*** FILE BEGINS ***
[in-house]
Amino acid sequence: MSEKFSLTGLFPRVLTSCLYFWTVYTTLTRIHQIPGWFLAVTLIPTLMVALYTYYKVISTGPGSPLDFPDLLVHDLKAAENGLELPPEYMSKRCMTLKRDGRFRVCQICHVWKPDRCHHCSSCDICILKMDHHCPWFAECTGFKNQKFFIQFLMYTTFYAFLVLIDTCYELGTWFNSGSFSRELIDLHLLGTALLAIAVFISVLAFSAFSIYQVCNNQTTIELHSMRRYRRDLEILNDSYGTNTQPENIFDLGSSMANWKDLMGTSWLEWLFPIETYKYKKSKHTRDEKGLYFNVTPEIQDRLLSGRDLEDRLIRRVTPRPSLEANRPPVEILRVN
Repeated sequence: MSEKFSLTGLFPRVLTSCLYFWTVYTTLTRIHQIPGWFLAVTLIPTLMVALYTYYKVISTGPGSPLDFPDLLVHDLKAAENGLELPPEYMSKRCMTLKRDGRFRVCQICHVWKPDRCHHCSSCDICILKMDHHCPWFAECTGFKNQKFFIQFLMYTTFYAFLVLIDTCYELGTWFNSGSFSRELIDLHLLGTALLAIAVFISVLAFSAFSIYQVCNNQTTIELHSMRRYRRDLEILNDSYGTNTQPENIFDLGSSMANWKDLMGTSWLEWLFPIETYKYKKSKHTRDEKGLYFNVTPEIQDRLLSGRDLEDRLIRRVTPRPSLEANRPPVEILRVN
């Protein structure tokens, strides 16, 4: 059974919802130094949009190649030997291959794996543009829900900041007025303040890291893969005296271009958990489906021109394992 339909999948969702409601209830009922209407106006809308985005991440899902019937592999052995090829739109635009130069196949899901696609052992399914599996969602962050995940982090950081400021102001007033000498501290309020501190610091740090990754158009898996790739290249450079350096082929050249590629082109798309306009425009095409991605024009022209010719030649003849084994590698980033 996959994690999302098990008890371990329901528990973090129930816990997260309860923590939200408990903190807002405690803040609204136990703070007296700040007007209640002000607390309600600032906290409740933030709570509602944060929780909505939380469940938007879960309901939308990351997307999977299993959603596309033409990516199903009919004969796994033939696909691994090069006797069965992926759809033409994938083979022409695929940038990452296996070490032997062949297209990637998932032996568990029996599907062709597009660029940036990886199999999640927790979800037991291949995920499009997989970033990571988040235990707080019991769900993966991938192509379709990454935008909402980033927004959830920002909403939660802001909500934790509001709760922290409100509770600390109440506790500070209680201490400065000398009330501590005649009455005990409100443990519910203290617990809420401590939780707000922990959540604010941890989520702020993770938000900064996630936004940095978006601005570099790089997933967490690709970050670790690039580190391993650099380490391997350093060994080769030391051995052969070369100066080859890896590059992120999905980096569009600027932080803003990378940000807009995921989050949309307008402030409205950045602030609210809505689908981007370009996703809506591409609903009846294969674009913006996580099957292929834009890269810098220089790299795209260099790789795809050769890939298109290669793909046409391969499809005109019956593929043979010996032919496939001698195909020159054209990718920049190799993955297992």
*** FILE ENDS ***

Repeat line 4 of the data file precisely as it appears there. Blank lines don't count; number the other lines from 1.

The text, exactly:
């Protein structure tokens, strides 16, 4: 059974919802130094949009190649030997291959794996543009829900900041007025303040890291893969005296271009958990489906021109394992 339909999948969702409601209830009922209407106006809308985005991440899902019937592999052995090829739109635009130069196949899901696609052992399914599996969602962050995940982090950081400021102001007033000498501290309020501190610091740090990754158009898996790739290249450079350096082929050249590629082109798309306009425009095409991605024009022209010719030649003849084994590698980033 996959994690999302098990008890371990329901528990973090129930816990997260309860923590939200408990903190807002405690803040609204136990703070007296700040007007209640002000607390309600600032906290409740933030709570509602944060929780909505939380469940938007879960309901939308990351997307999977299993959603596309033409990516199903009919004969796994033939696909691994090069006797069965992926759809033409994938083979022409695929940038990452296996070490032997062949297209990637998932032996568990029996599907062709597009660029940036990886199999999640927790979800037991291949995920499009997989970033990571988040235990707080019991769900993966991938192509379709990454935008909402980033927004959830920002909403939660802001909500934790509001709760922290409100509770600390109440506790500070209680201490400065000398009330501590005649009455005990409100443990519910203290617990809420401590939780707000922990959540604010941890989520702020993770938000900064996630936004940095978006601005570099790089997933967490690709970050670790690039580190391993650099380490391997350093060994080769030391051995052969070369100066080859890896590059992120999905980096569009600027932080803003990378940000807009995921989050949309307008402030409205950045602030609210809505689908981007370009996703809506591409609903009846294969674009913006996580099957292929834009890269810098220089790299795209260099790789795809050769890939298109290669793909046409391969499809005109019956593929043979010996032919496939001698195909020159054209990718920049190799993955297992």